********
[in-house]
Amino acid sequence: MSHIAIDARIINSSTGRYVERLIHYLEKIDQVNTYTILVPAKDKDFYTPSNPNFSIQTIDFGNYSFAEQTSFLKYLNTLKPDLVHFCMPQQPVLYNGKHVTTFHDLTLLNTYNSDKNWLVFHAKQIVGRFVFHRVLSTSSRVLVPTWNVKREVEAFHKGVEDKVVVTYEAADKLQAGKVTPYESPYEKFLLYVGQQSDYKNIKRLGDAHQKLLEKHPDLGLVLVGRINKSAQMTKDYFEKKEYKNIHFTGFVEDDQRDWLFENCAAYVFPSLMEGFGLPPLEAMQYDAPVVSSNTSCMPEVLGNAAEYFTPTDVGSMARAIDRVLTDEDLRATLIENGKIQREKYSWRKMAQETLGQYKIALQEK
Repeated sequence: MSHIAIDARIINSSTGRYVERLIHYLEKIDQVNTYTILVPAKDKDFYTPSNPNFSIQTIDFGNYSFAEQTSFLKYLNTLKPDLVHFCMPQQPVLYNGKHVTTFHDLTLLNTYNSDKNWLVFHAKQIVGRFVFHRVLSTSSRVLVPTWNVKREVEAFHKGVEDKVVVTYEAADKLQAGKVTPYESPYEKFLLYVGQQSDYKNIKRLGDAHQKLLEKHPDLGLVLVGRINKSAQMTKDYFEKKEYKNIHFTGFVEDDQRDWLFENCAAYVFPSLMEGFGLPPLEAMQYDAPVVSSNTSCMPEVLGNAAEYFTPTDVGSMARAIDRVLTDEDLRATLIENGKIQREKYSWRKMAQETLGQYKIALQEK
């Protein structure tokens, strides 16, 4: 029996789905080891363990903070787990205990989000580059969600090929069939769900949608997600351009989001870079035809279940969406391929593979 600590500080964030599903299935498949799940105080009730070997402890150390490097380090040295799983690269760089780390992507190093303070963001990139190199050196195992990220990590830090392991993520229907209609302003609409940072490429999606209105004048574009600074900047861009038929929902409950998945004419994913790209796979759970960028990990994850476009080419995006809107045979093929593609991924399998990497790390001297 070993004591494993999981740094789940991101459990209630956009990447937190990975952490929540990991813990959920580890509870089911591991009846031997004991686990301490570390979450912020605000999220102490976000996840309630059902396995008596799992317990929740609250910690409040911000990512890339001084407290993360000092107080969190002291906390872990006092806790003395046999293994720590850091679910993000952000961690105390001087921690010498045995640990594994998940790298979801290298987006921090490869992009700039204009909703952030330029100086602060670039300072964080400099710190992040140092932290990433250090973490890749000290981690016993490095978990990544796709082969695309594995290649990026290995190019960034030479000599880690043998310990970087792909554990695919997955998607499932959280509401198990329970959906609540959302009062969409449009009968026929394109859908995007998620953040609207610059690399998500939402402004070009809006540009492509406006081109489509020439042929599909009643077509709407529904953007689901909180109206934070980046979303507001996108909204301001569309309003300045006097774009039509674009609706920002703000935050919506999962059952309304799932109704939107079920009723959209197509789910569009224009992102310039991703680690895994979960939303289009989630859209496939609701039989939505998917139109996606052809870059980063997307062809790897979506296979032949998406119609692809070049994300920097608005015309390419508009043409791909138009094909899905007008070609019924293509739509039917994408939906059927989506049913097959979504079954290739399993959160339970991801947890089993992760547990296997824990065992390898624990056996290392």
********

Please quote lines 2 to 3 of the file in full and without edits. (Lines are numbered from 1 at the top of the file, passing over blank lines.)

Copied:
Amino acid sequence: MSHIAIDARIINSSTGRYVERLIHYLEKIDQVNTYTILVPAKDKDFYTPSNPNFSIQTIDFGNYSFAEQTSFLKYLNTLKPDLVHFCMPQQPVLYNGKHVTTFHDLTLLNTYNSDKNWLVFHAKQIVGRFVFHRVLSTSSRVLVPTWNVKREVEAFHKGVEDKVVVTYEAADKLQAGKVTPYESPYEKFLLYVGQQSDYKNIKRLGDAHQKLLEKHPDLGLVLVGRINKSAQMTKDYFEKKEYKNIHFTGFVEDDQRDWLFENCAAYVFPSLMEGFGLPPLEAMQYDAPVVSSNTSCMPEVLGNAAEYFTPTDVGSMARAIDRVLTDEDLRATLIENGKIQREKYSWRKMAQETLGQYKIALQEK
Repeated sequence: MSHIAIDARIINSSTGRYVERLIHYLEKIDQVNTYTILVPAKDKDFYTPSNPNFSIQTIDFGNYSFAEQTSFLKYLNTLKPDLVHFCMPQQPVLYNGKHVTTFHDLTLLNTYNSDKNWLVFHAKQIVGRFVFHRVLSTSSRVLVPTWNVKREVEAFHKGVEDKVVVTYEAADKLQAGKVTPYESPYEKFLLYVGQQSDYKNIKRLGDAHQKLLEKHPDLGLVLVGRINKSAQMTKDYFEKKEYKNIHFTGFVEDDQRDWLFENCAAYVFPSLMEGFGLPPLEAMQYDAPVVSSNTSCMPEVLGNAAEYFTPTDVGSMARAIDRVLTDEDLRATLIENGKIQREKYSWRKMAQETLGQYKIALQEK